In When Google Met WikiLeaks, Julian Assange says, “All around the world there are different people observing different parts of what is happening to them locally.” And WikiLeaks is, if anything, an archive of that knowledge, a “total library”. The architect of this library, Assange, has managed to broaden our understanding of words and concepts we have come to take for granted. Here’s a reckoner:
I describe censorship as a pyramid. On the top of the pyramid there are the murders of journalists and publishers. On the next level there are legal attacks on journalists and publishers. A legal attack is simply a delayed use of coercive force, which doesn’t necessarily result in murder but may result in incarceration or asset seizure.… There are very few people who are murdered, there are a few public legal attacks on individuals and corporations, and then at the next level down there is a tremendous amount of self-censorship… At the very bottom—which is the largest volume—are all those people who cannot read, do not have access to print, do not have access to communication, or where there is no profitable industry in providing such.
On the Act of Archiving:
There are two fundamental justifications. First of all, human civilization, its good part, is based upon our full intellectual record, and our intellectual record should be as large possible if humanity is to be as advanced as possible. The second is that, in practice, releasing information is positive to those engaged in acts that the public support and negative to those engaged in acts the public does not support.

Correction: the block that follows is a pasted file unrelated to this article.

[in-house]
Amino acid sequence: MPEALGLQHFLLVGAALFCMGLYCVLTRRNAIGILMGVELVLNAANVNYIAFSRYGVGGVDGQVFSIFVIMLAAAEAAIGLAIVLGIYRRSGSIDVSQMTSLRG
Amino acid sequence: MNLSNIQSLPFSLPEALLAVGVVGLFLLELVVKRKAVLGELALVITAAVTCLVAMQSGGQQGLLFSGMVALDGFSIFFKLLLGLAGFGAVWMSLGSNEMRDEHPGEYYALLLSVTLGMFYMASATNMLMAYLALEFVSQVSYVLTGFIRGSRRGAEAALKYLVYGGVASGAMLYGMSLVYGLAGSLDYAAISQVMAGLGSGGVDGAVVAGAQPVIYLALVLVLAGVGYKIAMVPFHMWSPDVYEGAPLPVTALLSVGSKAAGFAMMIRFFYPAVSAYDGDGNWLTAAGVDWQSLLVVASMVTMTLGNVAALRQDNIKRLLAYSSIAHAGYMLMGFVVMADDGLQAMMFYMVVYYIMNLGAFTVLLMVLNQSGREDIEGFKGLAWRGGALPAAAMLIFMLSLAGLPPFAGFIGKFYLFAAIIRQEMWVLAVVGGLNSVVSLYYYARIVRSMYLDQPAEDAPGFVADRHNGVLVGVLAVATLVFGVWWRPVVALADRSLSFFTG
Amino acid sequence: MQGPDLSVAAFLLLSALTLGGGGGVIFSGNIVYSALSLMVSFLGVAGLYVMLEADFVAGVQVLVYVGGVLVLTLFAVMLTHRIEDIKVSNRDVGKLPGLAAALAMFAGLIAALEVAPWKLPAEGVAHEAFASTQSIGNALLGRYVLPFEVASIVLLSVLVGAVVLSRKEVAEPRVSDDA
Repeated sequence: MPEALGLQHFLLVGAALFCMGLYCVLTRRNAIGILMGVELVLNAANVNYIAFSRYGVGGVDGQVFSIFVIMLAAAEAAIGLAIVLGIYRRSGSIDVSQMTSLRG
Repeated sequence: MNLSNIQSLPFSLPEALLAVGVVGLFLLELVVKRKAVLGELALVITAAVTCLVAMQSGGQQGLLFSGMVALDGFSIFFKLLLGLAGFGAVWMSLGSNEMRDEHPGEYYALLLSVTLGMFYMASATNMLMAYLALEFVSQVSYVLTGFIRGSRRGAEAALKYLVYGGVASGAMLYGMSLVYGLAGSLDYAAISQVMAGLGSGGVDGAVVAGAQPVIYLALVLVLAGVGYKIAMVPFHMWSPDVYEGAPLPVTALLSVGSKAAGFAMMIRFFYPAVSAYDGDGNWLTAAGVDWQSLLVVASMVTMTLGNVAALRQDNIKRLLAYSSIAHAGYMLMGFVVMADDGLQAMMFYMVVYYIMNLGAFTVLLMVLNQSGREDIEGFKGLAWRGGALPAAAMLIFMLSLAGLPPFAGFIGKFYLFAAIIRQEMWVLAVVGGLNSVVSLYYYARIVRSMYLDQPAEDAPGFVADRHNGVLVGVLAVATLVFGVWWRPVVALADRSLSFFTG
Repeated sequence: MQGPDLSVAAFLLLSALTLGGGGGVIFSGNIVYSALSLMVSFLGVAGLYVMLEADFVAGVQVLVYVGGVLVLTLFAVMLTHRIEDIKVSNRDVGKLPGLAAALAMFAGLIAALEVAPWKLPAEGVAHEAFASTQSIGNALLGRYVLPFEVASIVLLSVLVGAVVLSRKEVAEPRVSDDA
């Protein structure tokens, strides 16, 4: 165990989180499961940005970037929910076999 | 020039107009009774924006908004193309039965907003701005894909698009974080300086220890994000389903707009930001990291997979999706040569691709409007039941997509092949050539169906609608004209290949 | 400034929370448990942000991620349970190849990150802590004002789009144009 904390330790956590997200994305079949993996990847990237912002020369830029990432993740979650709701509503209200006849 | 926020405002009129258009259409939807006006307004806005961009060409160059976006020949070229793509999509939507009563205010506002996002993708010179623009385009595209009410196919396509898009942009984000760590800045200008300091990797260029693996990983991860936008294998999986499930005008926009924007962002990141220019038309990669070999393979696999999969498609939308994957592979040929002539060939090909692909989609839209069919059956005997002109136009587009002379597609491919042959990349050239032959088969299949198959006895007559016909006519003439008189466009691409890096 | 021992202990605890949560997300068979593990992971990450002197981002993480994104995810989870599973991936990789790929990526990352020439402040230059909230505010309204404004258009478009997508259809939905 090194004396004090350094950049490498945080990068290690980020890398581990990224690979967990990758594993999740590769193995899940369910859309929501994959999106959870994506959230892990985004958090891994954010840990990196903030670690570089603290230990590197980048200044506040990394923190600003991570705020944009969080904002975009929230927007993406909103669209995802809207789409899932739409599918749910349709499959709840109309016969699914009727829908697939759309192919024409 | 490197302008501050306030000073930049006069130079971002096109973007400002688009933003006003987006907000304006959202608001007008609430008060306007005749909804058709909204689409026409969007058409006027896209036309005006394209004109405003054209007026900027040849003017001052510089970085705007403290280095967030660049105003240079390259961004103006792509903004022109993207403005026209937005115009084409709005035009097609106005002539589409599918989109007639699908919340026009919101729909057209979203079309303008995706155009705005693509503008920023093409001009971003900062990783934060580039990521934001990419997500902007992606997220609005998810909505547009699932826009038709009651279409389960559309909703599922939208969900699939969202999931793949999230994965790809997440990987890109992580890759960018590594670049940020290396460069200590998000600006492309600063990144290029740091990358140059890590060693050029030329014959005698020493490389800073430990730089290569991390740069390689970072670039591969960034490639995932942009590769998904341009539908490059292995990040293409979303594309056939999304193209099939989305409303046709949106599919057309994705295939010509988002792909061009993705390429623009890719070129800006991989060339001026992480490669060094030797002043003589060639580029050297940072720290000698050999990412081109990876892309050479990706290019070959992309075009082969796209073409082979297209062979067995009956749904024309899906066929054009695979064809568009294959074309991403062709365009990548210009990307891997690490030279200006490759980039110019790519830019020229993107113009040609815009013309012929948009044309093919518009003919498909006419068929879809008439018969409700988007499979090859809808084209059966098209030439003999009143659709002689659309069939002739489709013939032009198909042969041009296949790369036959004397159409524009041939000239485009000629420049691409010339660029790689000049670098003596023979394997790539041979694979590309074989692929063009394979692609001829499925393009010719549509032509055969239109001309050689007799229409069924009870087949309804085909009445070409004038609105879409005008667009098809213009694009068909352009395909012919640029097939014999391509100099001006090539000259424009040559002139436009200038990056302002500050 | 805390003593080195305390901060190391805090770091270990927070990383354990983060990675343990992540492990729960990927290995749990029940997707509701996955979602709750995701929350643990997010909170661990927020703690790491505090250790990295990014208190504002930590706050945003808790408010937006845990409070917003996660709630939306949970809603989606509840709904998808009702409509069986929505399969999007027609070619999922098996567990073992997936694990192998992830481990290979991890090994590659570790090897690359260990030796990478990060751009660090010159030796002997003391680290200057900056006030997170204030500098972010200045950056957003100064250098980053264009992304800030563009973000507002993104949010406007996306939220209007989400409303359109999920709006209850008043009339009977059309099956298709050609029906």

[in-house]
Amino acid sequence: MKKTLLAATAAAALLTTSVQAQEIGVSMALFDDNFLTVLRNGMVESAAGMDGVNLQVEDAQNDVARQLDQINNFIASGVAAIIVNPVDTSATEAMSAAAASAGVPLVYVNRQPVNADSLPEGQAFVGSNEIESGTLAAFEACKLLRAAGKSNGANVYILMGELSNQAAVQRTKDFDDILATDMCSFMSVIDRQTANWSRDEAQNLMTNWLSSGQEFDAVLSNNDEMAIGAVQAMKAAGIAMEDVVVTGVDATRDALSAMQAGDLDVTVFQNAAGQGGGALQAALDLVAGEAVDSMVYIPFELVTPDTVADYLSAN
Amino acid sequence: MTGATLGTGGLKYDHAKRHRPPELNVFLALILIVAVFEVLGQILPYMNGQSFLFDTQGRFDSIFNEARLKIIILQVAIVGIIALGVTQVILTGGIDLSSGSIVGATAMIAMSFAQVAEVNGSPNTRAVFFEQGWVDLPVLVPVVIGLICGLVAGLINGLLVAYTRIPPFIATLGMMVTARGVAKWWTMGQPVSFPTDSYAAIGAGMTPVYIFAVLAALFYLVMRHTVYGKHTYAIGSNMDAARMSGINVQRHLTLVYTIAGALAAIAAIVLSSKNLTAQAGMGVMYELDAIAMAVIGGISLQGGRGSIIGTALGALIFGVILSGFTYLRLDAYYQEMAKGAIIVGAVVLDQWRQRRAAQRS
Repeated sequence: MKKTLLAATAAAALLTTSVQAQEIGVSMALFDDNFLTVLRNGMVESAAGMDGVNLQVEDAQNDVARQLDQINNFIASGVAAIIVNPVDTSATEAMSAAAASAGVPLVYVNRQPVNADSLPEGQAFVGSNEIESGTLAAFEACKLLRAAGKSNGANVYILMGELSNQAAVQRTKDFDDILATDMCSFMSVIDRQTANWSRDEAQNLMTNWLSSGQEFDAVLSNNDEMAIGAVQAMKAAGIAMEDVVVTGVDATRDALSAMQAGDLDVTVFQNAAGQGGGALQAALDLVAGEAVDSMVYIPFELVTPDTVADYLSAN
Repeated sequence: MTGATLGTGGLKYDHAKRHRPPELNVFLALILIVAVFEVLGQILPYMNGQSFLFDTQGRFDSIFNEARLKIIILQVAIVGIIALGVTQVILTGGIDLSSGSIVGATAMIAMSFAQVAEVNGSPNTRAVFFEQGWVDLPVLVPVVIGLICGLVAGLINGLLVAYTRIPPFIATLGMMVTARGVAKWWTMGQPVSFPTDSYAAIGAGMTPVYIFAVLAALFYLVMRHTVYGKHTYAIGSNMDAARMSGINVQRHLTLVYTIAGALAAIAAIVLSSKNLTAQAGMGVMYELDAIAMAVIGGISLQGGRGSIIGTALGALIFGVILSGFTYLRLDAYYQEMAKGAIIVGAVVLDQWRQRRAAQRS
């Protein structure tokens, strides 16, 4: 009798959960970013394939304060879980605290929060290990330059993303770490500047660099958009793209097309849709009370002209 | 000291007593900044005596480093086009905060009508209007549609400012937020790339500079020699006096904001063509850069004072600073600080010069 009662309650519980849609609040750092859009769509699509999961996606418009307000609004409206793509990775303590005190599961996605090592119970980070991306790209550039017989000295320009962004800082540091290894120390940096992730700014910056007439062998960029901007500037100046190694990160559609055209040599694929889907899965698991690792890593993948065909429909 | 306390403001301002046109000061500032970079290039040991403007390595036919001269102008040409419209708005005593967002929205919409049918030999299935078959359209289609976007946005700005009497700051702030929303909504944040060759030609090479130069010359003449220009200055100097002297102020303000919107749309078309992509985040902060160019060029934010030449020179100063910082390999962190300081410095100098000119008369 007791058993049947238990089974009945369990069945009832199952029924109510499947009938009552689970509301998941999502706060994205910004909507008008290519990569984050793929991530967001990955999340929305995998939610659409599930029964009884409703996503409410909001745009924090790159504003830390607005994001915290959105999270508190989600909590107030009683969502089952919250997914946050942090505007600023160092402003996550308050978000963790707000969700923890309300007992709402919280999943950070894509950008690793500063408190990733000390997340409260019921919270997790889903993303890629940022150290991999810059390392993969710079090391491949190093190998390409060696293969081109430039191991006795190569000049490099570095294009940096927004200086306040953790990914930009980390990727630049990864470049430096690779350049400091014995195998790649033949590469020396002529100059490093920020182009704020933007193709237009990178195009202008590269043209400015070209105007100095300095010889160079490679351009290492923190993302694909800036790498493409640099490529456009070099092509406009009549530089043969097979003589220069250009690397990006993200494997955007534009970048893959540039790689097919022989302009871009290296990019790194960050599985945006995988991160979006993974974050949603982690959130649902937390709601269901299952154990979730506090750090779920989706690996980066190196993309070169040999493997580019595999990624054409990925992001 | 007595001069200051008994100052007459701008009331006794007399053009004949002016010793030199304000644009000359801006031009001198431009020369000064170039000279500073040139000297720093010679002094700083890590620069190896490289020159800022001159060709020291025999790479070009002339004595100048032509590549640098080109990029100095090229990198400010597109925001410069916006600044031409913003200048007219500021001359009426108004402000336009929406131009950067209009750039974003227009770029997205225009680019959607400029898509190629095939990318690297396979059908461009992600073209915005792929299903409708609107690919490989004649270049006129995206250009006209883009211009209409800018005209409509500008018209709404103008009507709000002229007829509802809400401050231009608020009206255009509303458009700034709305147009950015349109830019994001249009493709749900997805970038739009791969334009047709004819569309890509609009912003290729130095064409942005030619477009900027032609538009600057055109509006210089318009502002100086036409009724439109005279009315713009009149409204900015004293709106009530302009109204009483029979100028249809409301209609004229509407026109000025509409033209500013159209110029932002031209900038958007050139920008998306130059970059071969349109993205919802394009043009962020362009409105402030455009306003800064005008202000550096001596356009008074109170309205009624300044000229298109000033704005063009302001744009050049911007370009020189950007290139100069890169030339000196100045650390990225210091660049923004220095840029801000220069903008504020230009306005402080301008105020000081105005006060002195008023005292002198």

I believe the most effective activists are those that fight and run away to fight another day, not those who fight and martyr themselves. That’s about judgment—when to engage in the fight and when to withdraw so as to preserve your resources for the next fight.
People often say, “You are tremendously courageous in doing what you’re doing.” And I say, “No, you misunderstand what courage is. Courage is not the absence of fear. Only fools have no fear. Rather, courage is the intellectual mastery of fear by understanding the true risks and opportunities of the situation and keeping those things in balance.” It is not simply having prejudice about what the risks are, but actually testing them. There are all sorts of myths that go around about what can be done and what cannot be done. It’s important to test. You don’t test by jumping off a bridge. You test by jumping off a footstool, and then jumping off something a bit higher and a bit higher.
On War and Peace:
Most wars in the twentieth century started as a result of lies amplified and spread by the mainstream press. And you may say, “Well that is a horrible circumstance; it is terrible that all these wars start with lies.” And I say no, this is a tremendous opportunity, because it means that populations basically don’t like wars and they have to be lied into it. That means we can be “truthed” into peace. That is cause for great hope.
To buy this book click here.